Health Care Rationing? It's Already A Reality Here, And This Report Proves It.

Almost 18% of working-age diabetics are skipping meds because of cost.

Nearly 18% of working-age adults with diabetes are rationing their own medication by taking smaller dosages, waiting to fill prescriptions or skipping the treatments altogether, according to a new government study.

The finding, which comes from the U.S. Centers for Disease Control and Prevention, is not exactly a revelation. Over the past few years, there’s been no shortage of studies on people forgoing medical care because it’s too expensive, just as there’s been no shortage of stories about people suffering as a result.

Just last month, Jesimya David Scherer-Radcliff, a 21-year-old diabetic from rural Minnesota, died. His family said it was because he had skipped insulin doses he couldn’t afford.

Among the mourners at that memorial service was activist Nicole Smith-Holt, from nearby Minneapolis, whose 26-year-old son, Alec Raeshawn Smith, had died under similar circumstances in 2017.

“We lost another Type 1 diabetic due to insulin rationing,” Smith-Holt said. “This is something you know we hoped would never happen again.”

But it did, and it won’t be the last time unless the U.S. health care system changes in a pretty dramatic way. This latest study shows why.

Why Medications Are So Expensive In The U.S.

The latest CDC study is actually the third in a series of CDC papers based on an ongoing series of surveys that the federal government conducts looking specifically at how people react when prescription drugs get expensive. For this installment, CDC researchers Robin Cohen and Amy Cha focused exclusively on adults with diabetes, breaking down the results by age and insurance coverage.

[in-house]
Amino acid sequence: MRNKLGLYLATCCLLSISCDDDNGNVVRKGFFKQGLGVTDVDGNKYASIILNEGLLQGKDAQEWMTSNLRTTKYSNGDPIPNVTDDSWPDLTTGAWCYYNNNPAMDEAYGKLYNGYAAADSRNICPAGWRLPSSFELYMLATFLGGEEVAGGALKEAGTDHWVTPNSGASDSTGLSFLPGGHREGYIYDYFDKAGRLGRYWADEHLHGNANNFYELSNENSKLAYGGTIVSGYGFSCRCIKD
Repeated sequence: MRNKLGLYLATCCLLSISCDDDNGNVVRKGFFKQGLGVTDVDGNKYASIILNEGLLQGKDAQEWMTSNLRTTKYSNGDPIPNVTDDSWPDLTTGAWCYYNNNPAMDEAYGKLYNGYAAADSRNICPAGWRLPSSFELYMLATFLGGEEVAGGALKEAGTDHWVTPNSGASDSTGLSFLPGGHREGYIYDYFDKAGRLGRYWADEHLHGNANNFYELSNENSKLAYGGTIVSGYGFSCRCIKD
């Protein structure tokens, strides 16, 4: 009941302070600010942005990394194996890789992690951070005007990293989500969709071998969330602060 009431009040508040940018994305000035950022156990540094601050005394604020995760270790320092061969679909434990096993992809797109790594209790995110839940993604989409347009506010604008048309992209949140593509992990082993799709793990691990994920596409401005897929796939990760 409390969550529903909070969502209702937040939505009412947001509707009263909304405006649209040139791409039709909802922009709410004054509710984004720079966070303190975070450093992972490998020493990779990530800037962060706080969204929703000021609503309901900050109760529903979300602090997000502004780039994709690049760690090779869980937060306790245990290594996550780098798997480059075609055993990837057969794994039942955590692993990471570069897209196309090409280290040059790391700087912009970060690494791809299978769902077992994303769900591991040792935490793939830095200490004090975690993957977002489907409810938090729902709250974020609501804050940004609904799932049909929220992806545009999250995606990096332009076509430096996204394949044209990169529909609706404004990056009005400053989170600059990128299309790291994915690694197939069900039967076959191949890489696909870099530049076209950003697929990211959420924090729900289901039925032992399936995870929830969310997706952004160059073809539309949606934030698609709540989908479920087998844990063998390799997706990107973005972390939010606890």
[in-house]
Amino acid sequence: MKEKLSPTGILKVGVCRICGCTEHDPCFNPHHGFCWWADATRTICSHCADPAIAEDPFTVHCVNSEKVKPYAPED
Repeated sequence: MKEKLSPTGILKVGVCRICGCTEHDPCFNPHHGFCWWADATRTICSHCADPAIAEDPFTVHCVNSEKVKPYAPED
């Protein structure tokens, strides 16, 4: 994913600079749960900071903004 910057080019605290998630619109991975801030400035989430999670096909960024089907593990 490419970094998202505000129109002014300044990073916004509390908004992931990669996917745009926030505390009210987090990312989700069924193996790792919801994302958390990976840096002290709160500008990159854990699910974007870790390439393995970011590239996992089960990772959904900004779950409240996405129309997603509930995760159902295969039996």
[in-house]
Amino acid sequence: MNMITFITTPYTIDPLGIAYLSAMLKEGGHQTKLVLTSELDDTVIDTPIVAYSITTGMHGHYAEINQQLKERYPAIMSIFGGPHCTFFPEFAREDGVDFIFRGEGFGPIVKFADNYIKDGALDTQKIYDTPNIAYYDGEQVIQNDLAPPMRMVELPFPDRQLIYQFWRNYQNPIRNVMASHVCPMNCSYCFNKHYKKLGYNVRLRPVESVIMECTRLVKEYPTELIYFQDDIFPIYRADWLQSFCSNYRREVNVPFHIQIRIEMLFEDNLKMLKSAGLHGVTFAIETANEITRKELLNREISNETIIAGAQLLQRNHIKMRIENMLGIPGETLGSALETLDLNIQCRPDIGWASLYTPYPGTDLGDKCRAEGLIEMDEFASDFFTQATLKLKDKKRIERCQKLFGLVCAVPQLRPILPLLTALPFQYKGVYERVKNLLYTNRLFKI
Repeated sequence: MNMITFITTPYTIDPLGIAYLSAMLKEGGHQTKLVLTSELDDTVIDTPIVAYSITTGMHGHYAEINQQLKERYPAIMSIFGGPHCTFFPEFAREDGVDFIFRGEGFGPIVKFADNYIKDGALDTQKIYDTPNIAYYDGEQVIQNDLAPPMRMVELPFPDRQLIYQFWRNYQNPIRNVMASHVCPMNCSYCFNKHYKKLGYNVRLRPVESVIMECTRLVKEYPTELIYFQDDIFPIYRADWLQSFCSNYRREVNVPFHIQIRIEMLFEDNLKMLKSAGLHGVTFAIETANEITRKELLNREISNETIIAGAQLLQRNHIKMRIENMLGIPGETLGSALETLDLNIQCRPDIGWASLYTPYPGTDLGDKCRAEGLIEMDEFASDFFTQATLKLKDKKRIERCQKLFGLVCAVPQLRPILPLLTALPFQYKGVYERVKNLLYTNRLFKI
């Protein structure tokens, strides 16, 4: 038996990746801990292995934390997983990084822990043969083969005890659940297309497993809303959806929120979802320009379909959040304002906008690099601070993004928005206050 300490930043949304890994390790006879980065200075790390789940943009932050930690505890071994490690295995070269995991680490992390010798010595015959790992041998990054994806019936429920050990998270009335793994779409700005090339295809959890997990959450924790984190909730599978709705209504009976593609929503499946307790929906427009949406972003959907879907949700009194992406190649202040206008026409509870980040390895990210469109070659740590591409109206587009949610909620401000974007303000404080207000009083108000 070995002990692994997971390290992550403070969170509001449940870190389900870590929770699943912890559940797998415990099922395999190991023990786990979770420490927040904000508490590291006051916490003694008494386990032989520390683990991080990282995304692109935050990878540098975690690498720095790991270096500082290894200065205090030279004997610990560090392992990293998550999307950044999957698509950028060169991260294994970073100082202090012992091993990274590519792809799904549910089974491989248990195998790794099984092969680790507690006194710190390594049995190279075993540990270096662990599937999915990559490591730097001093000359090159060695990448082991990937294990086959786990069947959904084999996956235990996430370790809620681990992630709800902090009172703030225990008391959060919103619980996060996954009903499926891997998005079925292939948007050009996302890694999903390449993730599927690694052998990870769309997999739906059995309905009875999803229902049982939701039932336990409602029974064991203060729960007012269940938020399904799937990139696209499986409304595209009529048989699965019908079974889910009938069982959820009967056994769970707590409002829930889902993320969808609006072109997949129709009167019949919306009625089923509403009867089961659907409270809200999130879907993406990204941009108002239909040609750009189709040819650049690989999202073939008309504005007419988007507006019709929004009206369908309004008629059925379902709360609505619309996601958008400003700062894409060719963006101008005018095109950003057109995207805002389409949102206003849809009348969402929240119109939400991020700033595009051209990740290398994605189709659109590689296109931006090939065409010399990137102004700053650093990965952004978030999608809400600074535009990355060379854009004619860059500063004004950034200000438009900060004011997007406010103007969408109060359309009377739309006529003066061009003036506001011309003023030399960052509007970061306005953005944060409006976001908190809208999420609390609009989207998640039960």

Not surprisingly, the uninsured group was most likely to skip medications (including but not limited to insulin and other diabetes therapies). Among non-elderly adults with no health coverage, 35.7% reported not filling a prescription because they didn’t have the money.

But it is not like they were the only ones making such choices. Among non-elderly adults, 14% with private insurance and 17.8% with Medicaid said they, too, were declining to fill prescriptions because of cost.

In other words, people without insurance are struggling to pay for their medications, but so are some people who have insurance.

The new paper doesn’t explain why this is happening. But the answer is no great mystery.

Prescription medications in the U.S. are more expensive — frequently a lot pricier than in other countries. People without insurance can’t afford them, while even those with coverage frequently owe so much in out-of-pocket costs in the form of copays and deductibles, that they can’t pay for their drugs, either.

With insulin specifically, the problem has become especially acute, if a bit complicated. The average price of an insulin prescription basically doubled between 2012 and 2016, according to the Health Care Cost Institute.

The Affordable Care Act has mitigated these problems for millions of Americans, by reducing the number of people without health insurance to historic lows. Access to care has generally improved, researchers have found, especially for those who ended up with insurance through Medicaid.